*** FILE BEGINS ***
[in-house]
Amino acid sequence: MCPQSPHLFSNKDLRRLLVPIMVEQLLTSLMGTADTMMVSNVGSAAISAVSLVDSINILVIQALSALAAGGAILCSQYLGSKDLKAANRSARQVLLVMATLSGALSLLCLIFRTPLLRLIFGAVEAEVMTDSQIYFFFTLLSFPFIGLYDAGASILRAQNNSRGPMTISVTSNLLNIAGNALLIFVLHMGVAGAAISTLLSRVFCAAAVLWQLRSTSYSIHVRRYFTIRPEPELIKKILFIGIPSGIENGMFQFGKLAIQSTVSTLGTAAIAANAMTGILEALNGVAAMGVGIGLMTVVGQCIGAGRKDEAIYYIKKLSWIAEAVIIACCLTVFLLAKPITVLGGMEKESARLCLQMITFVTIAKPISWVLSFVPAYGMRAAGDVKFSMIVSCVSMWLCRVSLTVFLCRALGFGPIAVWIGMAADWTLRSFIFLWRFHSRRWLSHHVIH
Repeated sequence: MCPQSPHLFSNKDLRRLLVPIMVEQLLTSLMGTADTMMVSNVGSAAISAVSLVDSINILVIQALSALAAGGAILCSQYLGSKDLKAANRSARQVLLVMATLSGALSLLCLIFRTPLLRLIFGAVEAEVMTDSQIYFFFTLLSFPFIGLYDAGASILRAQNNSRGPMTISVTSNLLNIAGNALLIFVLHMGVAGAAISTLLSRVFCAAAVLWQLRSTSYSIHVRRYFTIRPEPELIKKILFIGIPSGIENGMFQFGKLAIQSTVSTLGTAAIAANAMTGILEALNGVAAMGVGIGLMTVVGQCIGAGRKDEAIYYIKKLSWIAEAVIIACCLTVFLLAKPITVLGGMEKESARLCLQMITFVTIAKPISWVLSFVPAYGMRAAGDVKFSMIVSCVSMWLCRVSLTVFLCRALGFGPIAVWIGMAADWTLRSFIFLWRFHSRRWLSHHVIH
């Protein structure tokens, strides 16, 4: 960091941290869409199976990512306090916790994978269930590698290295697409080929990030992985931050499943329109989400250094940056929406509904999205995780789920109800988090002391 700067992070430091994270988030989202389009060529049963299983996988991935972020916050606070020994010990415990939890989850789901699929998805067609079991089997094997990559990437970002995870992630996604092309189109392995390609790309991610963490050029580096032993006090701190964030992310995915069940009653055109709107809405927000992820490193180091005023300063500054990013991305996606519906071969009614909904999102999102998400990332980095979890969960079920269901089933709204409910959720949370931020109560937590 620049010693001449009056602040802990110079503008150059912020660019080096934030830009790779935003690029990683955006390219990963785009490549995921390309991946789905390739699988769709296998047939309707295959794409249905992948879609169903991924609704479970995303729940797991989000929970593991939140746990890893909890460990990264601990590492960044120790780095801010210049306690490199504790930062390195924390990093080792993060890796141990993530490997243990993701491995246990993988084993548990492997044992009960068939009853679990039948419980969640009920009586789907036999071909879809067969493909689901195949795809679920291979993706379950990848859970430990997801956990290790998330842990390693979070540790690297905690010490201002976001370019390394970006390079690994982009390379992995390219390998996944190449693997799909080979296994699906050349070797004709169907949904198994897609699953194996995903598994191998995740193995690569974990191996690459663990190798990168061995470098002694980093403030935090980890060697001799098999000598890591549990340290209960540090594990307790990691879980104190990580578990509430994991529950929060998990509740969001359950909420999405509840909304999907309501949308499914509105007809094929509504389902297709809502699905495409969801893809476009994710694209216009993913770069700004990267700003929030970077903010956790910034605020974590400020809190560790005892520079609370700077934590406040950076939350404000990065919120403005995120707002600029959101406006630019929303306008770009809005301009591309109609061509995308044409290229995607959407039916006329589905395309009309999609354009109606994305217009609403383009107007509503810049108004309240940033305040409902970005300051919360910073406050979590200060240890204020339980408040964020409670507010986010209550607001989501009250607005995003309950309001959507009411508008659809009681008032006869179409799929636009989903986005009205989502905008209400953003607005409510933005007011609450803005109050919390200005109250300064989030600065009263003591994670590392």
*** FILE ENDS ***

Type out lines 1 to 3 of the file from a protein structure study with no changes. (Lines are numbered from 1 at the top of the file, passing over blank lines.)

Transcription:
[in-house]
Amino acid sequence: MCPQSPHLFSNKDLRRLLVPIMVEQLLTSLMGTADTMMVSNVGSAAISAVSLVDSINILVIQALSALAAGGAILCSQYLGSKDLKAANRSARQVLLVMATLSGALSLLCLIFRTPLLRLIFGAVEAEVMTDSQIYFFFTLLSFPFIGLYDAGASILRAQNNSRGPMTISVTSNLLNIAGNALLIFVLHMGVAGAAISTLLSRVFCAAAVLWQLRSTSYSIHVRRYFTIRPEPELIKKILFIGIPSGIENGMFQFGKLAIQSTVSTLGTAAIAANAMTGILEALNGVAAMGVGIGLMTVVGQCIGAGRKDEAIYYIKKLSWIAEAVIIACCLTVFLLAKPITVLGGMEKESARLCLQMITFVTIAKPISWVLSFVPAYGMRAAGDVKFSMIVSCVSMWLCRVSLTVFLCRALGFGPIAVWIGMAADWTLRSFIFLWRFHSRRWLSHHVIH
Repeated sequence: MCPQSPHLFSNKDLRRLLVPIMVEQLLTSLMGTADTMMVSNVGSAAISAVSLVDSINILVIQALSALAAGGAILCSQYLGSKDLKAANRSARQVLLVMATLSGALSLLCLIFRTPLLRLIFGAVEAEVMTDSQIYFFFTLLSFPFIGLYDAGASILRAQNNSRGPMTISVTSNLLNIAGNALLIFVLHMGVAGAAISTLLSRVFCAAAVLWQLRSTSYSIHVRRYFTIRPEPELIKKILFIGIPSGIENGMFQFGKLAIQSTVSTLGTAAIAANAMTGILEALNGVAAMGVGIGLMTVVGQCIGAGRKDEAIYYIKKLSWIAEAVIIACCLTVFLLAKPITVLGGMEKESARLCLQMITFVTIAKPISWVLSFVPAYGMRAAGDVKFSMIVSCVSMWLCRVSLTVFLCRALGFGPIAVWIGMAADWTLRSFIFLWRFHSRRWLSHHVIH